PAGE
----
The “Fun”

January 22, 2019

Everyone loves to play! Whether it’s video games, board games, cards or sports, we’ve all had fun (or not) at one time in our life by participating in different types of games. With age, the type of games in which we participate changes but, despite everything, human beings (and some animal breeds) like to play, why?

A DOSE of fun

When we feel pleasure, it’s because our brain secretes one (or more) of these 4 substances.

Different stimuli secrete different substances. In the case of games, it is Dopamine that interests us. Dopamine is secreted in many ways, including food and exercise, but it’s also secreted when:

  • one recognizes and understands sequences or systems
  • one succeeds a challenge or wins a competition
  • one experiences new content

Recognizing sequences: How many faces can you find in this image?

A player must first learn how to play the chosen game and understand how its systems work to overcome the challenges successfully or to beat other competitors. The challenges must of course be proportional to the skill of the player otherwise he might give up.

In some games, as players progress, they see new content added to the game which also generate dopamine.

A game that does not offer enough challenge or different new content eventually becomes irrelevant and the player will switch to another game. For example: Once we understand how to never lose at the Tic-Tac-To, usually we stop playing it.

Skinner Box

In the early 1930s, psychologist BF Skinner experimented with a rat in a box. It was receiving a food reward each time a button was pressed. Skinner has discovered that if the reward is regular, the rat will weigh the button less often than if the reward is random.

The science posits that when dopamine is secreted, it also transmits a “reward prediction” for this action. The next time the same action is applied, if the reward does not exceed the “reward prediction,” the brain will secrete less dopamine. The more predictable the reward, the less secreted dopamine there is.

Players will continue to play a game as long as they believe that they have the opportunity to try new game mechanics, new challenges they may succeed and / or new content. This is what BKOM Studios calls the “Awesomeness Potential”.

Human needs

A good game is a game that shows players mechanics to meet challenges that match their abilities, while promising bigger challenges to beat, and more content (world, objects, skills) to discover.

So we can say that “Fun” is: Learn game mechanics – Successful challenges – Discover new content. But why ?

In 1943 the psychologist Abraham Maslow emitted the “Theory of Human Motivation” which lists in order of importance the needs that motivate human beings. The pyramid begins with the primary needs (eating, drinking, sleeping) and ends at the top with the needs of achievements (developing knowledge, creating, and solving complex problems).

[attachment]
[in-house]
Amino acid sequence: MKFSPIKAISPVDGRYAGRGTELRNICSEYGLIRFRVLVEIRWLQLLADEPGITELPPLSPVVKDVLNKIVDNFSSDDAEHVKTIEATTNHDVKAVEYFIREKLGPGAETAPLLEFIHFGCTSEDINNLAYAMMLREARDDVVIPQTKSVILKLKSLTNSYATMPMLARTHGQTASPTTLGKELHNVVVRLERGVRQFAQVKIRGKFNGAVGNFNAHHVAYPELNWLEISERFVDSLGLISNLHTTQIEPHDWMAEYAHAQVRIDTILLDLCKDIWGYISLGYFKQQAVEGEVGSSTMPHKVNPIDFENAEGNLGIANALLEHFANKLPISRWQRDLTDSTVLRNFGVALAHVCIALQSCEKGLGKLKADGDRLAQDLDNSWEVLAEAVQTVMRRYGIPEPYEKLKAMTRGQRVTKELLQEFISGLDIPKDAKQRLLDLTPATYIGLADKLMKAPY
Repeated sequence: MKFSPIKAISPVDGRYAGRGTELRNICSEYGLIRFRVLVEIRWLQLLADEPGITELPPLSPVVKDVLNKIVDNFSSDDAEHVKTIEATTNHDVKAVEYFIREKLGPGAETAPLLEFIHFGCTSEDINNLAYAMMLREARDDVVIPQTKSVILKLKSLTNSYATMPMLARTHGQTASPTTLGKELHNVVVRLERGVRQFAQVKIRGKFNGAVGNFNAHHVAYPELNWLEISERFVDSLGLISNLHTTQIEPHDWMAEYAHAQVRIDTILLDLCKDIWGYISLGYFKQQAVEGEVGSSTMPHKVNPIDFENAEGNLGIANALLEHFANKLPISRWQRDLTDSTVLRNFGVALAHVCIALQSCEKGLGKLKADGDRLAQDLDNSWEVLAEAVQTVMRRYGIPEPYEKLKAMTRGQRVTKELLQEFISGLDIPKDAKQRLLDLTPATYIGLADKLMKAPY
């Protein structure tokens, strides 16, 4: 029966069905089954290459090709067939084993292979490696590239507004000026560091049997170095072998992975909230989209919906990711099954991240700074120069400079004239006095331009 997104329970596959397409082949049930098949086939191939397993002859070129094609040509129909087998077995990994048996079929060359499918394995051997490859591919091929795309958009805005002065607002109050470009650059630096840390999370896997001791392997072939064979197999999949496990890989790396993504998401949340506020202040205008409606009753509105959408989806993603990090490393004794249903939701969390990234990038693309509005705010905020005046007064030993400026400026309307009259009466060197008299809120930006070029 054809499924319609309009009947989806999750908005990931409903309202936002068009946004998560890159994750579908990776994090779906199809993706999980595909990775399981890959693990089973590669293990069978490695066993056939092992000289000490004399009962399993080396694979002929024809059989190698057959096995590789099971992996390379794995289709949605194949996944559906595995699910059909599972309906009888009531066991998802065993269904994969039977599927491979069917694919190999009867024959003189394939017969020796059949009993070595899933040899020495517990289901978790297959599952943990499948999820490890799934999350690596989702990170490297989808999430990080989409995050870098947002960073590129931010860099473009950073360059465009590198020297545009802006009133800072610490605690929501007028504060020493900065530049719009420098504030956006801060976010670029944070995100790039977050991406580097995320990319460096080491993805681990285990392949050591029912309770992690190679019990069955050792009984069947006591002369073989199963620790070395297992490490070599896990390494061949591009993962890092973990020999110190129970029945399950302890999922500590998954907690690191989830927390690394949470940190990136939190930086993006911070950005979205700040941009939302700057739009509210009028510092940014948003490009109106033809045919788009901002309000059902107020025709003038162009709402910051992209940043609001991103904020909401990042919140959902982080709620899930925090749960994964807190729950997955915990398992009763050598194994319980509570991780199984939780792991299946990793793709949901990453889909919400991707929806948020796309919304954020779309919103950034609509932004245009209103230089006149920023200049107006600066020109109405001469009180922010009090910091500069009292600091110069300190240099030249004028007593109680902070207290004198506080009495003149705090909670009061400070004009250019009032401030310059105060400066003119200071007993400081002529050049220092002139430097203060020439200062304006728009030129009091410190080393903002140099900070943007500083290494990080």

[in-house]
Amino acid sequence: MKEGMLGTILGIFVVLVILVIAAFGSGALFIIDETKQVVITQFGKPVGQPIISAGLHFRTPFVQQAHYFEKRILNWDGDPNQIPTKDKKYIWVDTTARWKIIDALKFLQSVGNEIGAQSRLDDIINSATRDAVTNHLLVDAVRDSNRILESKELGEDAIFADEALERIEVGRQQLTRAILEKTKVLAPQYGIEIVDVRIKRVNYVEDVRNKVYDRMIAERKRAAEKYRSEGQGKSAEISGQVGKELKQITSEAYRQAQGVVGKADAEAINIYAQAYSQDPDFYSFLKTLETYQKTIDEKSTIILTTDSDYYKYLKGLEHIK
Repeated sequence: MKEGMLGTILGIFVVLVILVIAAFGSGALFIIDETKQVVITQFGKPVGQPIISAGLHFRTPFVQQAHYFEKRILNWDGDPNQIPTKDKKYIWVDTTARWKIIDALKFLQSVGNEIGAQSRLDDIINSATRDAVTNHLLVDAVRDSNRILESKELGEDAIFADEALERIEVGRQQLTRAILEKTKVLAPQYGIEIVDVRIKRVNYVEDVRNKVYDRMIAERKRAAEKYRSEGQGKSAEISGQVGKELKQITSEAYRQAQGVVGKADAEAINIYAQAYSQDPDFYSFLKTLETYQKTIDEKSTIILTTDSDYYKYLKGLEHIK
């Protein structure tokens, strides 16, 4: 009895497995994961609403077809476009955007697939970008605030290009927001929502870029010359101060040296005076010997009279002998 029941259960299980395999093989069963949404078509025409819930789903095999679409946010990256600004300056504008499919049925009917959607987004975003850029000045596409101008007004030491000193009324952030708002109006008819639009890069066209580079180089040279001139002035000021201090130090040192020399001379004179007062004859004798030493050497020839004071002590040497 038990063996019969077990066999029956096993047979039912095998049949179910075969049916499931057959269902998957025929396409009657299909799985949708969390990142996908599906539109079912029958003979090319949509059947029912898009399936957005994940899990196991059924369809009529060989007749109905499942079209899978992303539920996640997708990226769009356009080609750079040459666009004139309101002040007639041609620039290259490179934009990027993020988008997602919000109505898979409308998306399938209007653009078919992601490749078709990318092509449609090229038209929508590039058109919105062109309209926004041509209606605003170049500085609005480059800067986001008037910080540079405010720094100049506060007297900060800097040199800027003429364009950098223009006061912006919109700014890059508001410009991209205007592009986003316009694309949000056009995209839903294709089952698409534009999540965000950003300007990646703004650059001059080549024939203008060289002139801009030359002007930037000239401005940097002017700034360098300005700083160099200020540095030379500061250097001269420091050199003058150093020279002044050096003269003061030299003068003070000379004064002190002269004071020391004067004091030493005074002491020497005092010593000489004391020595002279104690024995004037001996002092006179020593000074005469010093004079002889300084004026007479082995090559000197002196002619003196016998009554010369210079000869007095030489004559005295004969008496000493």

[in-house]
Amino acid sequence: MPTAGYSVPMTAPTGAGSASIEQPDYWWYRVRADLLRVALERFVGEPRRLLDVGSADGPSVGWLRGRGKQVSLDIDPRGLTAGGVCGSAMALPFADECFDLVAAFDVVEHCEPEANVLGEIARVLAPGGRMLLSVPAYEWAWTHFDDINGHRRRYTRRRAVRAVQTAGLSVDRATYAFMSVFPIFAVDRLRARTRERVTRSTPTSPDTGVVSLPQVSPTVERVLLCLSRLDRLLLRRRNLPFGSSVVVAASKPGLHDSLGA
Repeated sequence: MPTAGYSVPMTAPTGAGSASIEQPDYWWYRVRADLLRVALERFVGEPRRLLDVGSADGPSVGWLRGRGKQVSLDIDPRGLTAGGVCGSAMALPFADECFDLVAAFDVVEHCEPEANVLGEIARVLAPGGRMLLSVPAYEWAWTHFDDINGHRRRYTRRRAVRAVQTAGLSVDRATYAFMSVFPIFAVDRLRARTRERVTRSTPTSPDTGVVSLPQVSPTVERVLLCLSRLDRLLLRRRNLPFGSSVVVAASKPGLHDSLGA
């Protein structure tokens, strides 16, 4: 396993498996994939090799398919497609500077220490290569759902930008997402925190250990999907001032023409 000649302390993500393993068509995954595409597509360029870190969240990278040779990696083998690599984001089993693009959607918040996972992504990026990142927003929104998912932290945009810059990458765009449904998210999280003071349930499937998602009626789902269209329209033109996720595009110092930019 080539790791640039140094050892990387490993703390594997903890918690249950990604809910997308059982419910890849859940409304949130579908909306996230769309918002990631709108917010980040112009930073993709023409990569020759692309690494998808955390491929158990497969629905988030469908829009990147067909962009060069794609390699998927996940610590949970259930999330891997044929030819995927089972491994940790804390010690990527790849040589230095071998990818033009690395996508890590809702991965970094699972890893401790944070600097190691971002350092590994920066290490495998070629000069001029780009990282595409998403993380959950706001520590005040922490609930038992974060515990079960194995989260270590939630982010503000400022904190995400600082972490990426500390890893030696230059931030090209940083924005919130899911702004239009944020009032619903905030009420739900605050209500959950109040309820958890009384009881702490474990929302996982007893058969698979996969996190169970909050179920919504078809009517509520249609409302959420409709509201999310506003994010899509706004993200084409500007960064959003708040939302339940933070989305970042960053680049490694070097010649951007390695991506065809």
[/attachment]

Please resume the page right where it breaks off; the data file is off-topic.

With the exception of primary needs, games often fulfill one or more needs of the human being. That’s why they are so attractive, especially video games that are able to meet many needs at once.

Life in a tribe

We live in society. Societies (tribes) are organizations where the strongest rule and have power. From a very young age, we are taught that our survival depends on our ability to perform whether at school or at work in order to increase our power and social status.

Calculating chance of success, collaboration, communication and space exploration are concepts taught by games that will also help us increase our power and our chances of survival in society.


If physical games and sports are about physical power, intellectual games are about knowledge (and knowledge equals power), games can be said to be activities by which gaining power. As power equals survival, our brain rewards us with dopamine.

If the caveman found it useful, there is a good chance that we find it fun.

Thousands of years ago the tribes with the most accurate men and women with a javelin and the best knowledge of edible fruits had better chances of survival. Our brain has evolved to create a reward system (physical well-being) when the human being performs an action helping him to survive.

Of course, nowadays our survival is less related to our physical abilities as it was to our ancestors and the knowledge we learn in games rarely helps us in real life. Fortunately, our brain does not know it yet, so it continues to reward us with dopamine as if we were still cavemen.

The subject of “Fun” is complex and this article does not cover all the aspects that affect the pleasure of playing, but we hope that it has piqued your curiosity. While waiting for our next blog on this topic, keep playing!

by Daniel Marcoux

Game Designer